Capitalism had to try to overcome the crisis by globalizing it, thanks to a long period of general restructuring during which the exploitation of the territory ended up being the axis of a financialized economy. Extensive urbanization, with the subsequent accelerated circulation of credit, commodities and consumers, made the territory the depository of the new globalized misery. As a result, the defense of the territory and anti-developmentalism must engage in theoretical-practical work beginning with the critique of everyday life, and also by advocating direct democracy at all levels, the public dimension of unifying action, indissolubly associated with the collective experience of a life that aspires to set down roots, to liberate itself from constraints and to fill itself with content. The foreseeable prospect of future crises, which will be even more profound than the previous ones, merits much more assiduous analysis. In connection with this question, we shall merely point out that the forced flight forward of the capitalist system will make it more vulnerable despite all appearances, since each dysfunction with regard to energy supplies, consumption or indebtedness, for example, could have unexpected repercussions, and this causes the most trivial components of the circulation process to become critical factors. The support of civil society was never fully guaranteed; for by submerging every activity, including politics, within the private sphere, and thereby eliminating the domain of the public sphere, private interests can no longer be identified with sufficient conviction with institutional interests. The prevailing legality, not inspiring any respect, must instill fear and in order to do so it must endow itself with a greater capacity for repression.

Under the cover of laws against “terrorism”, drug trafficking and organized crime, the figures of the “suspect” and the “enemy” were introduced, which in practice extended the suspicion of “criminality” to any expression of dissidence or sympathy with dissidence, thus causing the entire population to be subjected to surveillance and espionage. The old dictatorial concept of “public order” was camouflaged behind those of “public safety” and “State security”, which transformed any action or opinion that is opposed to the economy or the prevailing political power into the crime of terrorism, or inciting or apologizing for terrorism, and therefore into a crime subject to severe punishment, regardless of how peaceful such an action or opinion may be. The rights of the public degenerated into the private right of the state, giving way to major regressive changes in the juridical order, especially with regard to penal law. The legally sanctioned punitive power of the authorities shattered the barriers posed by the need for proof of guilt, uniform sentencing and the proportionality of the punishment that limited it, so that it can now be exercised simply in the form of “preventive measures” within an emergency situation that has become standard operating procedure. From now on, any reform of the Penal Code or any other proposed reform, like the one approved last September 26, will entail nothing but the legalization of the abuses which have in general defined the whole career of the Spanish particratic regime. This regressive penal legislation, however, did not apply to those behaviors, infractions or misdeeds “that are not construable as crimes” because they fall within the framework of formal democratic guarantees, so it must be complemented by administrative measures aimed at restricting the rights of assembly, expression and demonstrations. This is the function of the new reform of the law of Civil Security, the “kick in the teeth” initiative. The law not only grants full impunity to police violence for the purpose of controlling, inhibiting and disrupting all anti-governmental protests without any legal impediments, but also opens the door to the privatization of its enforcement, further extending the powers of private security agencies.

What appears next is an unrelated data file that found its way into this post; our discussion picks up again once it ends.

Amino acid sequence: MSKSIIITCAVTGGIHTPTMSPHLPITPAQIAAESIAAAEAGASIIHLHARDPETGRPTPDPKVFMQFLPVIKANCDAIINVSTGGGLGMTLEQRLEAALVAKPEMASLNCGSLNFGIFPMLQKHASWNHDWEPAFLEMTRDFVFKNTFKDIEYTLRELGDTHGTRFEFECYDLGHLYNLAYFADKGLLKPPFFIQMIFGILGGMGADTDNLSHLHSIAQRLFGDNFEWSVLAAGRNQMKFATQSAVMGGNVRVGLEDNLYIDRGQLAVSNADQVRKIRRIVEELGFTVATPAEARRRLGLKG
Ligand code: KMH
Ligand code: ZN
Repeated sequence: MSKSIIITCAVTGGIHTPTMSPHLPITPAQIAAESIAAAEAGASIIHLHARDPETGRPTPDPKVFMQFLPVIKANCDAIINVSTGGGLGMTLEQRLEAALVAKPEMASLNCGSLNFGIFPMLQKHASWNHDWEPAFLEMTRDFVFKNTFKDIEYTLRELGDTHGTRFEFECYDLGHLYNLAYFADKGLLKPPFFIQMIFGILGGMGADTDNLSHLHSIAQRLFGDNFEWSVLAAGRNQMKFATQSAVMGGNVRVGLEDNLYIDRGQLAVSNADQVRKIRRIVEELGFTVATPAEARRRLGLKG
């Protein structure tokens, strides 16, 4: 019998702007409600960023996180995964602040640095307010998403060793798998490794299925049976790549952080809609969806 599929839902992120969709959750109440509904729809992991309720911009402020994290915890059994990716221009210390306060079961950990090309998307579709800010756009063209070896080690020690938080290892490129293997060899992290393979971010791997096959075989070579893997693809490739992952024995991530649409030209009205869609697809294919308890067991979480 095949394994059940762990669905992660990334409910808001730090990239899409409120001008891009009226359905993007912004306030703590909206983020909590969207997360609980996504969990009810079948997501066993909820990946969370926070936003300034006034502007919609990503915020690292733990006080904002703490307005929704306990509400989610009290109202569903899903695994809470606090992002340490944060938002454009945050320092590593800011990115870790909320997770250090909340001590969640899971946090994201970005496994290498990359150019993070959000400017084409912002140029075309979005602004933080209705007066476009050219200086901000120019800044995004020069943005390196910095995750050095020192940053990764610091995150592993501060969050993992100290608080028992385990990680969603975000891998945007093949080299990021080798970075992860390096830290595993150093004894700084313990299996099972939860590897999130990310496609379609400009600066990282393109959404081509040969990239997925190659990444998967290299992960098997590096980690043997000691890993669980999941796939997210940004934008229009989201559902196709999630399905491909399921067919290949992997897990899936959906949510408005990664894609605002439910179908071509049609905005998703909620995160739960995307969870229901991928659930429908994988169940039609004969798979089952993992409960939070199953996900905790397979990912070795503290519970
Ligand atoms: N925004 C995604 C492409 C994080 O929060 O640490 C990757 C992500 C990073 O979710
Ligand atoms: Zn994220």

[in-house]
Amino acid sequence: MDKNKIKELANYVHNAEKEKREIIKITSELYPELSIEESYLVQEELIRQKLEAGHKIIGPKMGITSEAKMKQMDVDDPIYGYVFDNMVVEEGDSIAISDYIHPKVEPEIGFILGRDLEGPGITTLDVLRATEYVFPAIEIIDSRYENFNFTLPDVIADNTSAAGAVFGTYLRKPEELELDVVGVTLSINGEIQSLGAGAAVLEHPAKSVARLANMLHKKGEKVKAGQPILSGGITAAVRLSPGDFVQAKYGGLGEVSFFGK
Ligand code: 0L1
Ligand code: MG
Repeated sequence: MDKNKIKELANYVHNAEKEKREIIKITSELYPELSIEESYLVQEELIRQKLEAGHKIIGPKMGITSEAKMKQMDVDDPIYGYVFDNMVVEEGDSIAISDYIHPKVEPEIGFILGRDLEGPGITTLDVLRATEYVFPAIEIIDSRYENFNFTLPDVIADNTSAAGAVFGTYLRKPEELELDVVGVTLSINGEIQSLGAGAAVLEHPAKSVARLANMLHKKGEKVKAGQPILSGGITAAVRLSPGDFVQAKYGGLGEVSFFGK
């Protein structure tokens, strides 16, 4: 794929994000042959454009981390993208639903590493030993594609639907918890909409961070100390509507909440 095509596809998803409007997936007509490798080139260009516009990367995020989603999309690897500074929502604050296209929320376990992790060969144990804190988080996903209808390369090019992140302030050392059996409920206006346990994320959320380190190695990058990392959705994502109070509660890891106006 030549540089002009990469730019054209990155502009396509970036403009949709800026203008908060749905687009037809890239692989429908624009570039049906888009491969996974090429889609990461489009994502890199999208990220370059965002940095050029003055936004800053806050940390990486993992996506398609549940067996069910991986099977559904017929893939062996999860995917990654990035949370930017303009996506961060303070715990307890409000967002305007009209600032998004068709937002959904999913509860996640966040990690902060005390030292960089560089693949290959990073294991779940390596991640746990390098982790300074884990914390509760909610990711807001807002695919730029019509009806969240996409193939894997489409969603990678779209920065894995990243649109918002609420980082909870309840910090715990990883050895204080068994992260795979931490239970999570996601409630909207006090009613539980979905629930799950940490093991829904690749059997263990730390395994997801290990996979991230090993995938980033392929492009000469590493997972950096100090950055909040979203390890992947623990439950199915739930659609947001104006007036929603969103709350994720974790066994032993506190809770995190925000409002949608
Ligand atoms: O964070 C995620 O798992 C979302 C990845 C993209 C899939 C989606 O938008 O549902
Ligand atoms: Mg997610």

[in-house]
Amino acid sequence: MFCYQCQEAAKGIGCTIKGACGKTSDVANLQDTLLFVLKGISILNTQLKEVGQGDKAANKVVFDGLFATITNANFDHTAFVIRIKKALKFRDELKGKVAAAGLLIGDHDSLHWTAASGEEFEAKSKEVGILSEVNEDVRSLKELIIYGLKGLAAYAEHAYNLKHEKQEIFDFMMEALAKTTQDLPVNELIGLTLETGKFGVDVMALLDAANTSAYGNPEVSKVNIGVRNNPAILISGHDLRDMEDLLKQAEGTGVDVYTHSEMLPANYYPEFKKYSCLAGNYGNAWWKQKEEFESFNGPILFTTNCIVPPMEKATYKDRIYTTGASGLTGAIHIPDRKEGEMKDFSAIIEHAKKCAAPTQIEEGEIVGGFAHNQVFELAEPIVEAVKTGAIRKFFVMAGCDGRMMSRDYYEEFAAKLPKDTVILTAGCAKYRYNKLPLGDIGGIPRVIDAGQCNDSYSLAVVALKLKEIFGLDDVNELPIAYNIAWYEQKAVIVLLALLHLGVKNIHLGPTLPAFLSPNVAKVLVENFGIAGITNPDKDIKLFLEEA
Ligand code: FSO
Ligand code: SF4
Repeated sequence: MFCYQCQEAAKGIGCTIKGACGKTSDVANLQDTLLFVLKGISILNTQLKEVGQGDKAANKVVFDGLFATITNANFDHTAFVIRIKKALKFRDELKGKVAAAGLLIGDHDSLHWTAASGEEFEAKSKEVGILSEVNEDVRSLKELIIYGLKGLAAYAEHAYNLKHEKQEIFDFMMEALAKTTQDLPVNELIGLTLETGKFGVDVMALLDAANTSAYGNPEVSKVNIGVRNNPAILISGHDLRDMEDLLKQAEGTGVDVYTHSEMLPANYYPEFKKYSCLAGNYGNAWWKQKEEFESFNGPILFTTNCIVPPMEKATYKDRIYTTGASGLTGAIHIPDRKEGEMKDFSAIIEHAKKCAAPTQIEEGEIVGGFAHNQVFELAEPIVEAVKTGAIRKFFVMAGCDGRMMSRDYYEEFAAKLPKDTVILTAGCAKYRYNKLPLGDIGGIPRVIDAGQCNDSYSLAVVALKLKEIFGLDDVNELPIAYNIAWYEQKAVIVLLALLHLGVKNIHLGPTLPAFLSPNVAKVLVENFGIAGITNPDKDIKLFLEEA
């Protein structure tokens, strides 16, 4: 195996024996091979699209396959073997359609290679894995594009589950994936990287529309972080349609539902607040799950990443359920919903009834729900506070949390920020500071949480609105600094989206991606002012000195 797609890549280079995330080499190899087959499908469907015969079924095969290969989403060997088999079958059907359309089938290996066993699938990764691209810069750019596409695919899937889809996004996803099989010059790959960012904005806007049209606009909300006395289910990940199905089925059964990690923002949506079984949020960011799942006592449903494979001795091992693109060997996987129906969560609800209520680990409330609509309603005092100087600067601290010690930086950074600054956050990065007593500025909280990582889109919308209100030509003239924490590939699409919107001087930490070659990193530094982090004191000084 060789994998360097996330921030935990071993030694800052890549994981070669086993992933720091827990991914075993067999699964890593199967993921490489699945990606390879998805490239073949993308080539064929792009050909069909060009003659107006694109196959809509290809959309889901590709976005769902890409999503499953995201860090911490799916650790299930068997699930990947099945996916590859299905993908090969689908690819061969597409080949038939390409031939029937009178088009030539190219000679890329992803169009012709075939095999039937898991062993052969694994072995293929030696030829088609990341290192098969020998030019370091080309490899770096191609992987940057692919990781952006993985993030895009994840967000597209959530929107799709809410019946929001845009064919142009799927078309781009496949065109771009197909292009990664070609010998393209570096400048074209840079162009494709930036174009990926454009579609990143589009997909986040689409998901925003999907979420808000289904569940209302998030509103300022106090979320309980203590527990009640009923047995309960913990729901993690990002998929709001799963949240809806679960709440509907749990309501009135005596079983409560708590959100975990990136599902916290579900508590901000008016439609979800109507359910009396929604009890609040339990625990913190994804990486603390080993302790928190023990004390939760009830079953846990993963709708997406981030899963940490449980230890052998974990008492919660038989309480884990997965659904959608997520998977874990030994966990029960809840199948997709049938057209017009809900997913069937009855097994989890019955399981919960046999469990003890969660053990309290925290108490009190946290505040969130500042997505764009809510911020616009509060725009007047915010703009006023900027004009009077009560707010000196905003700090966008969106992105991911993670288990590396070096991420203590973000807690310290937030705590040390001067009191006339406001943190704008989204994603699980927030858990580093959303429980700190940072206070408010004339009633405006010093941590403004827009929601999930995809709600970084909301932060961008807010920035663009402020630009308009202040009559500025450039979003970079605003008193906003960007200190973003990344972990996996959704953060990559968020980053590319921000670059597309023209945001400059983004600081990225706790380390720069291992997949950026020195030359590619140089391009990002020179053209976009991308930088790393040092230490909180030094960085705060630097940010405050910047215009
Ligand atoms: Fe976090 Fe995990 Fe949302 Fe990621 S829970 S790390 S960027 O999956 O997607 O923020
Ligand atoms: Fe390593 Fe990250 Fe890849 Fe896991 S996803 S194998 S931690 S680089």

The prevailing institutional order, born from a reform that was agreed to by the Franco Dictatorship, is authoritarian and intolerant, like its predecessor, however much it calls itself democratic, and tends to become more so as it encounters difficulties. The state feels insecure, it fears that civil society will reorganize outside of its framework and defy it. This is why it must perceive any demonstration of non-conformity or any public exposure of its arbitrary conduct—any “unauthorized” recording or undesired dissemination of information, for example—and ultimately any informal outdoor gatherings, sit-ins, demonstrations, occupations, or even vocal expressions of disapproval, as a lack of respect for its representatives and an unendurable transgression of the legal order that is worthy of the most onerous fines (if other means are lacking); an extremely clear case of “public disorder” against which demonstrations of indiscriminate force are in order. When the state of the ruling class finds itself in an unfavorable situation, whether because of the unpopularity of its personnel, or due to the harmful effects of the economy, it must drastically reduce the scope of civil rights and expand its capacity for taking action against the disobedient, thus entering into conflict with the constitutional norms that legitimate its order. Power can never be defied, nor can its measures be challenged. As a result, the “reason of order” of the particratic state is becoming more and more like the violent “reason of state” of the fascist states, so that the exercise of nominal liberties has become practically illegal, such as was the case, not to go too far back in time, in the Dictatorship of our past. This is how domination operates when the lower orders are not intimidated, and as a result those who would contest its rule must either dodge its blows, or else outflank it.